The case laid out by Secretary of State Colin L. Powell yesterday included virtually every element of the lengthy U.S. indictment against Iraq, combining an unprecedented release of U.S. intelligence with familiar allegations pointing to what he called Saddam Hussein's "web of lies."

Beginning with charges that Hussein has continued to manufacture and conceal weapons of mass destruction and vehicles to deliver them, Powell moved systematically through new evidence of the Iraqi president's active deception of United Nations inspectors, his purported links to global terrorist organizations and an "association" with Osama bin Laden and al Qaeda, and his repression of the Iraqi people.

Among the new revelations delivered at the United Nations, Powell played what he said were intercepted communications between Iraqi officials who spoke of concealing "forbidden ammo" and made references to "nerve agents." He showed satellite photographs of buildings, said to be chemical and biological weapons bunkers, with "decontamination trucks" parked outside, and subsequent photos where the vehicles had been removed, indicating that the site had been "cleaned up" before inspectors could arrive.

Another set of aerial photographs, said to have been taken two days before inspections began in November, showed a convoy of trucks and a crane he said indicated pre-inspection "housecleaning." Drawings he said were made from information provided by defectors who had worked in top weapons positions depicted mobile biological and chemical laboratories, mounted on both trucks and rail, designed to evade inspectors.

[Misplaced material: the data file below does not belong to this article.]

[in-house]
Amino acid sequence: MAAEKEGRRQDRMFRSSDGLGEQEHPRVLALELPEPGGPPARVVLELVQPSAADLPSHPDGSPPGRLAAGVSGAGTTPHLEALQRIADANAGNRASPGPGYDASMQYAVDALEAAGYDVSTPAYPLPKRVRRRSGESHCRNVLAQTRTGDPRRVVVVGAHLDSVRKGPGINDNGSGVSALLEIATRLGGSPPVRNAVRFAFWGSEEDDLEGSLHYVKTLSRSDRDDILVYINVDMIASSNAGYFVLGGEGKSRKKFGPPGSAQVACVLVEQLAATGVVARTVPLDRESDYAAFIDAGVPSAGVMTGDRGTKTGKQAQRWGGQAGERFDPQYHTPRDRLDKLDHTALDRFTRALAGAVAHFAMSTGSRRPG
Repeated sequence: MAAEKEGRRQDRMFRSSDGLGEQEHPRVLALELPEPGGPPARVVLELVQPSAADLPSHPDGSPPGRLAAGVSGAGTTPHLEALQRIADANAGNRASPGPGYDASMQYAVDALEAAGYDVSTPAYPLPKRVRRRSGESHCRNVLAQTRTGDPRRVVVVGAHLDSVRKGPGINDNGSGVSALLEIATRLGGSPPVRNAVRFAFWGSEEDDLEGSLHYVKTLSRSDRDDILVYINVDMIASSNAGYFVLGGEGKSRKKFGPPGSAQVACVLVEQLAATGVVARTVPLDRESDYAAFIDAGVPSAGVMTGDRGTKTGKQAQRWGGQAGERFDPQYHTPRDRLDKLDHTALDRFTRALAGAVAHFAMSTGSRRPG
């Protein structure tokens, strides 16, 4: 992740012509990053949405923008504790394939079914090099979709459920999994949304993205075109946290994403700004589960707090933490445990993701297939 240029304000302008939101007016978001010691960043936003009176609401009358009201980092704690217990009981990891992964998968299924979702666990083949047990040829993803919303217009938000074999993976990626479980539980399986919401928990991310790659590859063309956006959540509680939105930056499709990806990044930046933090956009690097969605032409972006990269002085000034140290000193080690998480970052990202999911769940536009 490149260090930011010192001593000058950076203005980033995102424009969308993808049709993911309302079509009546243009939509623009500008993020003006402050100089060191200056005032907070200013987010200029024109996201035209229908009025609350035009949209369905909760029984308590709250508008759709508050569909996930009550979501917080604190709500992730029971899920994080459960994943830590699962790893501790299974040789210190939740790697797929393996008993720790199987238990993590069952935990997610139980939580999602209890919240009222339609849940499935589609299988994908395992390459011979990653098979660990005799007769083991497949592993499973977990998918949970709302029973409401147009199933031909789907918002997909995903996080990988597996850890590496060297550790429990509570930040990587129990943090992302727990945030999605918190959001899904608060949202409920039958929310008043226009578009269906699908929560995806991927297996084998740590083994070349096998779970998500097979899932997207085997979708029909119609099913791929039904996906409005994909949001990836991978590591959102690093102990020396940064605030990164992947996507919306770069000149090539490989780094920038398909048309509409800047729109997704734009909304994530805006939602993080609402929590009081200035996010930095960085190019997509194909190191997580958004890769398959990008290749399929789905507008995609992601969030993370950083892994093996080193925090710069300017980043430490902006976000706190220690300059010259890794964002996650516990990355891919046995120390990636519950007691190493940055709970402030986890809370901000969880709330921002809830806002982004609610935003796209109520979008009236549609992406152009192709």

Powell's presentation relied heavily on sensitive U.S. intelligence -- satellite imagery, communications intercepts and defector interviews -- that officials usually guard zealously but agreed to release to make as compelling a case as possible to skeptical domestic and foreign audiences. [Details, Page A23.]

In the most dramatic part of the presentation, Powell outlined what he described to be a previously undisclosed network of terrorists, operating out of Iraq and responsible for planning a series of attacks in more than half a dozen European countries over the past three years, that he said has ties to al Qaeda. The administration has spent much of the past year trying, with little success, to establish a convincing link between Hussein and bin Laden, believing it was the key element in garnering support for early military action against Iraq.

The lines Powell drew connecting the various components of what he called an "Iraq-linked Terrorist Network" went far beyond conclusions European officials investigating the alleged plots have drawn. European diplomats said several assertions were new to them, including the charge that nearly two dozen "extremists" associated with Abu Musab Zarqawi, a Jordanian-born "associate and collaborator with Osama bin Laden," had established an ongoing "base of operations" in the Iraqi capital.

Powell said that Zarqawi had overseen a "poison and explosive training center camp" in Afghanistan, an operation he moved to northeastern Iraq after the U.S. military operation ousted the Taliban government in Afghanistan. Last summer, Zarqawi spent two months in Baghdad for medical treatment. It was then, Powell said, that "nearly two dozen extremists converged on Baghdad and established a base of operations there." Although Zarqawi is no longer in Baghdad, Powell said U.S. intelligence showed he remained in regular contact with "his direct subordinates, including the poison cell plotters."